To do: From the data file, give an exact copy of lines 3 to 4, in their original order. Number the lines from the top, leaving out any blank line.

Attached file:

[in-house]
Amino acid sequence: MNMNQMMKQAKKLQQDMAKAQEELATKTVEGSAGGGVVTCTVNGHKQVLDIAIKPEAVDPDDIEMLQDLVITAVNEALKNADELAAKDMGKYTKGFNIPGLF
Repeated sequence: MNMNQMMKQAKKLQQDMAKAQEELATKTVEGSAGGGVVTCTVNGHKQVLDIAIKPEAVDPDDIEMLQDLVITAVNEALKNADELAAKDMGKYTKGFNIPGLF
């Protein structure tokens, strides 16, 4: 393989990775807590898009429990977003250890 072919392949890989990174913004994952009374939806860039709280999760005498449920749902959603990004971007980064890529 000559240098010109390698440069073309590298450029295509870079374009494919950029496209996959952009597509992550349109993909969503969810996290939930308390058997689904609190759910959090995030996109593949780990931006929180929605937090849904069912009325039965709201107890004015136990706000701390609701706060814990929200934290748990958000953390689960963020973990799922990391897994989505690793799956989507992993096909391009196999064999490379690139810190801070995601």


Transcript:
Repeated sequence: MNMNQMMKQAKKLQQDMAKAQEELATKTVEGSAGGGVVTCTVNGHKQVLDIAIKPEAVDPDDIEMLQDLVITAVNEALKNADELAAKDMGKYTKGFNIPGLF
């Protein structure tokens, strides 16, 4: 393989990775807590898009429990977003250890 072919392949890989990174913004994952009374939806860039709280999760005498449920749902959603990004971007980064890529 000559240098010109390698440069073309590298450029295509870079374009494919950029496209996959952009597509992550349109993909969503969810996290939930308390058997689904609190759910959090995030996109593949780990931006929180929605937090849904069912009325039965709201107890004015136990706000701390609701706060814990929200934290748990958000953390689960963020973990799922990391897994989505690793799956989507992993096909391009196999064999490379690139810190801070995601």